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Photography Lighting on a Budget:
The Lightscoop

By Bet-TAY, Special Features Editor
Posted June 28th, 2010

In the pursuit of the creative gadgets for the Nikon, I found an interesting futuristic-looking one that redirects the harsh pop-up flash called the Lightscoop. This simple piece of plastic and mirror redirects the pop-up flash to the ceiling or wall. Why didn't I think of this?! Lightscoop was kind enough to provide a sample unit for review at

Simply set your camera according to the Lightscoop detailed instructions, slide the Lightscoop into your flash-shoe mount, and start snapping fabulously lit photos. Gone are the red-eyes, harsh shadows, hot spots, and underexposed areas. If you have a limited budget and only a limited lens, this just might be a welcome addition to your camera's bag of tricks.

1 Turn on the camera.
2. On Nikons, set the Exposure Metering pattern of the camera to Spot Meter. This is essential on Nikons. On all others, center-weight average, evaluative, etc., will work.
3. Set the camera to operate on Manual exposure mode (M) [NOT Manual Focus].
4. Set the ISO to 800. (With a Nikon D90 or D700, increasing the ISO to 1600 or 3200 allows zooming lenses to longer focal lengths & gives great results.)
5. Select the widest lens aperture — f2.8, f3.5, or f4.0 depending on your lens.
6.Set the camera’s shutter speed to 1/200th or 1/160.
7.Select Flash “on” (front curtain sync) — NO red-eye reduction, slow sync, etc.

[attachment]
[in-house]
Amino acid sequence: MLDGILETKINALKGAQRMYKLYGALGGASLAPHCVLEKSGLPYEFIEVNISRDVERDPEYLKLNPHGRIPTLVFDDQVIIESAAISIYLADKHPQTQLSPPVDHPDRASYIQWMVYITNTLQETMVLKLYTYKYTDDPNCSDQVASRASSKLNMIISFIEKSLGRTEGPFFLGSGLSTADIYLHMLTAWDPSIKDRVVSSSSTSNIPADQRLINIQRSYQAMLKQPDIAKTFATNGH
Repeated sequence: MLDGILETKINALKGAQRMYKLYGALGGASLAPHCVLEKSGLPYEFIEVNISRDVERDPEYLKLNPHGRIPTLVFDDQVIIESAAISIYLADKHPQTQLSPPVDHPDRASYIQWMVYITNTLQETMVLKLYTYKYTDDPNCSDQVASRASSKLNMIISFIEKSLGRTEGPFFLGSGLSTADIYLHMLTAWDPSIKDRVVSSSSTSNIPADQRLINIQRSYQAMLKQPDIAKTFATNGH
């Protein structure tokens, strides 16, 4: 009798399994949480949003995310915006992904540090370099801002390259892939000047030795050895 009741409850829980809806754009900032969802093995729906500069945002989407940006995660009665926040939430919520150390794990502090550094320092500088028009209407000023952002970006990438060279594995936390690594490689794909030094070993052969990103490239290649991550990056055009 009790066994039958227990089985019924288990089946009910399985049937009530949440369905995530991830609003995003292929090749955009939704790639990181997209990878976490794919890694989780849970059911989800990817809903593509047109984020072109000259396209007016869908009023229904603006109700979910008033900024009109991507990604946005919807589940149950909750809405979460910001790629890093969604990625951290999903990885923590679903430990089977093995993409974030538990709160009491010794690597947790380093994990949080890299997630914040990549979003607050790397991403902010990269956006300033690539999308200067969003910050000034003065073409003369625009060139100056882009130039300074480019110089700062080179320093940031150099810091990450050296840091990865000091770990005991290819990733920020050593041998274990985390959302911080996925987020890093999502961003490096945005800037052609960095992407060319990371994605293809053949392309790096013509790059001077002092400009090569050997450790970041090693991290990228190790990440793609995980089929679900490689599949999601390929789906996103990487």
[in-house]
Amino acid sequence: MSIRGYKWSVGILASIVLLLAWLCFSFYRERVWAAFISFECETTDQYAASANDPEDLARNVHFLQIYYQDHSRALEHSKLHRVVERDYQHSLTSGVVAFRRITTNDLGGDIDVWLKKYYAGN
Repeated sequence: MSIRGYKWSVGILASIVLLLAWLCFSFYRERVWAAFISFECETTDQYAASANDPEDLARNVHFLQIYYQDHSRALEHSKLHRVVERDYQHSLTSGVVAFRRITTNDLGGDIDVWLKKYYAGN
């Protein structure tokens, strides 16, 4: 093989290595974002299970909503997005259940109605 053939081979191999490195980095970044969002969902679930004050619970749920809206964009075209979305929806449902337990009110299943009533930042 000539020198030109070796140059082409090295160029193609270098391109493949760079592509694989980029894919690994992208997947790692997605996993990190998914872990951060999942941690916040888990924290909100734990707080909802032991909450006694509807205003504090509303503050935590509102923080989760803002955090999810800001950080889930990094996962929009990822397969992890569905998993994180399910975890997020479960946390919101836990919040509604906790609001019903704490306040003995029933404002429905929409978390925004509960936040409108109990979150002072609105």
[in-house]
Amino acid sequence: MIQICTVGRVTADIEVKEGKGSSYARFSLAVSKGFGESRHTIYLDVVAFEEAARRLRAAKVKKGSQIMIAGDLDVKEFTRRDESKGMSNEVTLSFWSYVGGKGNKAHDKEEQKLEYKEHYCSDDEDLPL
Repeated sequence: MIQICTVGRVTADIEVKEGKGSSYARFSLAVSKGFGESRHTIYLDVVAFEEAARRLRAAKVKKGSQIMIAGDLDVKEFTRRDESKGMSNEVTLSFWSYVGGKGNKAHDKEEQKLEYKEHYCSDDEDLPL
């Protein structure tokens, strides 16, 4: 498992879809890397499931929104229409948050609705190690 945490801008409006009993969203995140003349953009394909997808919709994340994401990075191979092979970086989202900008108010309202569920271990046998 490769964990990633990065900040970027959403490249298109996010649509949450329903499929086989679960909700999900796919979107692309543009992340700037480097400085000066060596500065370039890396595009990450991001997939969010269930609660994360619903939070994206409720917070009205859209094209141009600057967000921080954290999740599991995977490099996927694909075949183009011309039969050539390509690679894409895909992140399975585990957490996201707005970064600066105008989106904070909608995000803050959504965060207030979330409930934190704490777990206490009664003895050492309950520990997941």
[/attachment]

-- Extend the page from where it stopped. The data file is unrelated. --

8.Select Flash Exposure Compensation to +1, +2, or +3 depending on your camera and the situation. Do NOT change your camera’s exposure compensation, which is a different setting.
9.Select TTL (through-the-lens) metering for your flash.
Some camera-specific help:
Nikon: Set Flash Exposure Compensation by pressing the flash button and rotating the front dial to +1, (see manual). TTL is the factory default setting on Nikon. To confirm that TTL is still selected, view the Customs Setting Menu>Built-in Flash>TTL.    

You can view this Video of the Lightscoop Installation.

Then check out these "before and after" examples.

eBay sellers often struggle with unwanted reflections on their sale items. Check out these sample photos taken with the Lightscoop.

The Lightscoop weighs in at 5.6 ounces. The mirror is 2.75 inches by 2.25 inches, the overall unit measures 4 3/8 inches long by 2 3/4 inches high by 2 1/2 inches wide. It is about the size of a Nikkor lens and fits into a lens slot in my Think Tank Camera Bag easily. It would be wonderful if Lightscoop created a new model that collapses for travel.

Lightscoop fits over the Pop-up Flash of most SLR Cameras and is available for $24.95 from Amazon.

With some creativity and experimentation, I found the Lightscoop to be a welcome addition to my camera gadget bag and used for interior people shots. But I'm really too much of a control freak and want to be able to use my SB flashes and dial in the f-stop that fits my artistic lighting ideas. For those on a budget, limited lens choices and no SB flash, the Lightscoop would be an inexpensive alternative.

For about $25, you can eliminate the HARSH lighting of the pesky pop-up flash, but you'll loose control of all the features that I bought my camera for! Available for $24.95 from Amazon.

The LumiQuest Soft Screen Diffuser is designed to soften the light output of the built-in pop-up flash of many SLR cameras and I think it does a great job. It fits into the flash-shoe just like the Lightscoop and then over the Nikon logo on the front. The best part of the Lumiquest Diffuser is that it folds flat so that it travels well and takes up no space. But the Lumiquest simply diffuses the light in one direction. The Lightscoop redirects and softens the intensity of the flash. Mind you, this is not a substitute for a Nikon SB Speedlight, but it is VERY AFFORDABLE for the amateur photographer.

Lumiquest Soft Screen LQ-051D Pop-Up Flash Diffusion Aid can be ordered from Amazon for $11.95 new.

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